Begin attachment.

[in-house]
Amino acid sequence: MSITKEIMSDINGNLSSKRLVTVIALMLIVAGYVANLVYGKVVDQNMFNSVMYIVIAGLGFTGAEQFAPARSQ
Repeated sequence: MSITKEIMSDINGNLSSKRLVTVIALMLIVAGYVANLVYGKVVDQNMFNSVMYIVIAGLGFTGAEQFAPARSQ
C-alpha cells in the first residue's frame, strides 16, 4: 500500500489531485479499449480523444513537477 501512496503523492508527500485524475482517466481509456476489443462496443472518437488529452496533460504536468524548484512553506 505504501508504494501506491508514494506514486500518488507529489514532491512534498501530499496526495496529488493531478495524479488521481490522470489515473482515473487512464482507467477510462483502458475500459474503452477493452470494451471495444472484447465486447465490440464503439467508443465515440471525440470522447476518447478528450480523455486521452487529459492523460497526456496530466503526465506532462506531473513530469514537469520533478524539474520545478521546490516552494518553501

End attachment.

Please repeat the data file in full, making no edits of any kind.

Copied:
[in-house]
Amino acid sequence: MSITKEIMSDINGNLSSKRLVTVIALMLIVAGYVANLVYGKVVDQNMFNSVMYIVIAGLGFTGAEQFAPARSQ
Repeated sequence: MSITKEIMSDINGNLSSKRLVTVIALMLIVAGYVANLVYGKVVDQNMFNSVMYIVIAGLGFTGAEQFAPARSQ
C-alpha cells in the first residue's frame, strides 16, 4: 500500500489531485479499449480523444513537477 501512496503523492508527500485524475482517466481509456476489443462496443472518437488529452496533460504536468524548484512553506 505504501508504494501506491508514494506514486500518488507529489514532491512534498501530499496526495496529488493531478495524479488521481490522470489515473482515473487512464482507467477510462483502458475500459474503452477493452470494451471495444472484447465486447465490440464503439467508443465515440471525440470522447476518447478528450480523455486521452487529459492523460497526456496530466503526465506532462506531473513530469514537469520533478524539474520545478521546490516552494518553501